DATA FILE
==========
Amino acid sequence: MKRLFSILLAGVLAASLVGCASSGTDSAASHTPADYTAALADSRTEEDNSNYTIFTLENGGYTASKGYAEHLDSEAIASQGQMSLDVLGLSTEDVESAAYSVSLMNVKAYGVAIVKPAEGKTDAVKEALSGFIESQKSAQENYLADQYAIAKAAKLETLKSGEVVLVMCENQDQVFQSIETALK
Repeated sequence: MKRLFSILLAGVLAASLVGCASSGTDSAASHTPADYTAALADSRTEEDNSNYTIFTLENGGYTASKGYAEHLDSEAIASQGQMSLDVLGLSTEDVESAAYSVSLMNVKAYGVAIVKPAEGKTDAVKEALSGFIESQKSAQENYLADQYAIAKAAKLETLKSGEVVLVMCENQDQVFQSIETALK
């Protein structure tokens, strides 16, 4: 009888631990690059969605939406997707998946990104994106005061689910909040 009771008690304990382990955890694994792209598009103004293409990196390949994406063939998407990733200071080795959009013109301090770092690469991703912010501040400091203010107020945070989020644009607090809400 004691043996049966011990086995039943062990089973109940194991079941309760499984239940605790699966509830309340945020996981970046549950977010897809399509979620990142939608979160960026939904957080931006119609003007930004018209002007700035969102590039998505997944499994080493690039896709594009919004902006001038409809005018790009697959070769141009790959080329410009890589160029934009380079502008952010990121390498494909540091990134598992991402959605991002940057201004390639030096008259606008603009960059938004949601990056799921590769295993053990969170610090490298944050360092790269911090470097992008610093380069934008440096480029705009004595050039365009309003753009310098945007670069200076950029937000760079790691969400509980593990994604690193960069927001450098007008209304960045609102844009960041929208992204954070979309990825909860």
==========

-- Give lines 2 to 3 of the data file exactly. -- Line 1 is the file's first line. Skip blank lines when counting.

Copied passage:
Repeated sequence: MKRLFSILLAGVLAASLVGCASSGTDSAASHTPADYTAALADSRTEEDNSNYTIFTLENGGYTASKGYAEHLDSEAIASQGQMSLDVLGLSTEDVESAAYSVSLMNVKAYGVAIVKPAEGKTDAVKEALSGFIESQKSAQENYLADQYAIAKAAKLETLKSGEVVLVMCENQDQVFQSIETALK
């Protein structure tokens, strides 16, 4: 009888631990690059969605939406997707998946990104994106005061689910909040 009771008690304990382990955890694994792209598009103004293409990196390949994406063939998407990733200071080795959009013109301090770092690469991703912010501040400091203010107020945070989020644009607090809400 004691043996049966011990086995039943062990089973109940194991079941309760499984239940605790699966509830309340945020996981970046549950977010897809399509979620990142939608979160960026939904957080931006119609003007930004018209002007700035969102590039998505997944499994080493690039896709594009919004902006001038409809005018790009697959070769141009790959080329410009890589160029934009380079502008952010990121390498494909540091990134598992991402959605991002940057201004390639030096008259606008603009960059938004949601990056799921590769295993053990969170610090490298944050360092790269911090470097992008610093380069934008440096480029705009004595050039365009309003753009310098945007670069200076950029937000760079790691969400509980593990994604690193960069927001450098007008209304960045609102844009960041929208992204954070979309990825909860």